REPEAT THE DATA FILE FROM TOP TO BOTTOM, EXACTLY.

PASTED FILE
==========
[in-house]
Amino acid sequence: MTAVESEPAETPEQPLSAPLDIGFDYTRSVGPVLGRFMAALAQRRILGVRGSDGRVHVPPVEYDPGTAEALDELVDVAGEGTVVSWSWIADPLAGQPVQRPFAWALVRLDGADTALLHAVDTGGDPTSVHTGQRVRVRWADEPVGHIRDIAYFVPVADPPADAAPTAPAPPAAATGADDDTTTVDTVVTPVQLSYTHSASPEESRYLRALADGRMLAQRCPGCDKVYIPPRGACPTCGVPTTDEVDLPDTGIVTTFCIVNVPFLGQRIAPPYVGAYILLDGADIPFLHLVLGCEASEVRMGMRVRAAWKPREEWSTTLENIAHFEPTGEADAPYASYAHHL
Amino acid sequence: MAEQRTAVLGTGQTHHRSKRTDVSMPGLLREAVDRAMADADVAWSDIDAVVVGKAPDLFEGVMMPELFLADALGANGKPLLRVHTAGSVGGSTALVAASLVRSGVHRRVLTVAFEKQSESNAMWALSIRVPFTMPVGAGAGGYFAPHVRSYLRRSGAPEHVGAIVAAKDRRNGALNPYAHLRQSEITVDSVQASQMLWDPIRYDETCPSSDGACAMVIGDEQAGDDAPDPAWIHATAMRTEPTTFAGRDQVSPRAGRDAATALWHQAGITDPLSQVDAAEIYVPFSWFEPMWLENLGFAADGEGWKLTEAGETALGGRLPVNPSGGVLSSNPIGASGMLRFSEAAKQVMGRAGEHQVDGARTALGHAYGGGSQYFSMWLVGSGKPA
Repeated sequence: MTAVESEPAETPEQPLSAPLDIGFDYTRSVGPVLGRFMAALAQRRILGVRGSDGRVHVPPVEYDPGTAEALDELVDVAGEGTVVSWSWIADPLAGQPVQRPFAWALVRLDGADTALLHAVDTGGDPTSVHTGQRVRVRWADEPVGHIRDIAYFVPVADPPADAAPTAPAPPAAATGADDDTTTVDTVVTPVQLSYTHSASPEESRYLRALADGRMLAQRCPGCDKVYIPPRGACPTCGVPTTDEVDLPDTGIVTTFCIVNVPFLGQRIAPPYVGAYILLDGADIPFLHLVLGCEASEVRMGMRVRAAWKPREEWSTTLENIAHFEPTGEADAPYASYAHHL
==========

[in-house]
Amino acid sequence: MTAVESEPAETPEQPLSAPLDIGFDYTRSVGPVLGRFMAALAQRRILGVRGSDGRVHVPPVEYDPGTAEALDELVDVAGEGTVVSWSWIADPLAGQPVQRPFAWALVRLDGADTALLHAVDTGGDPTSVHTGQRVRVRWADEPVGHIRDIAYFVPVADPPADAAPTAPAPPAAATGADDDTTTVDTVVTPVQLSYTHSASPEESRYLRALADGRMLAQRCPGCDKVYIPPRGACPTCGVPTTDEVDLPDTGIVTTFCIVNVPFLGQRIAPPYVGAYILLDGADIPFLHLVLGCEASEVRMGMRVRAAWKPREEWSTTLENIAHFEPTGEADAPYASYAHHL
Amino acid sequence: MAEQRTAVLGTGQTHHRSKRTDVSMPGLLREAVDRAMADADVAWSDIDAVVVGKAPDLFEGVMMPELFLADALGANGKPLLRVHTAGSVGGSTALVAASLVRSGVHRRVLTVAFEKQSESNAMWALSIRVPFTMPVGAGAGGYFAPHVRSYLRRSGAPEHVGAIVAAKDRRNGALNPYAHLRQSEITVDSVQASQMLWDPIRYDETCPSSDGACAMVIGDEQAGDDAPDPAWIHATAMRTEPTTFAGRDQVSPRAGRDAATALWHQAGITDPLSQVDAAEIYVPFSWFEPMWLENLGFAADGEGWKLTEAGETALGGRLPVNPSGGVLSSNPIGASGMLRFSEAAKQVMGRAGEHQVDGARTALGHAYGGGSQYFSMWLVGSGKPA
Repeated sequence: MTAVESEPAETPEQPLSAPLDIGFDYTRSVGPVLGRFMAALAQRRILGVRGSDGRVHVPPVEYDPGTAEALDELVDVAGEGTVVSWSWIADPLAGQPVQRPFAWALVRLDGADTALLHAVDTGGDPTSVHTGQRVRVRWADEPVGHIRDIAYFVPVADPPADAAPTAPAPPAAATGADDDTTTVDTVVTPVQLSYTHSASPEESRYLRALADGRMLAQRCPGCDKVYIPPRGACPTCGVPTTDEVDLPDTGIVTTFCIVNVPFLGQRIAPPYVGAYILLDGADIPFLHLVLGCEASEVRMGMRVRAAWKPREEWSTTLENIAHFEPTGEADAPYASYAHHL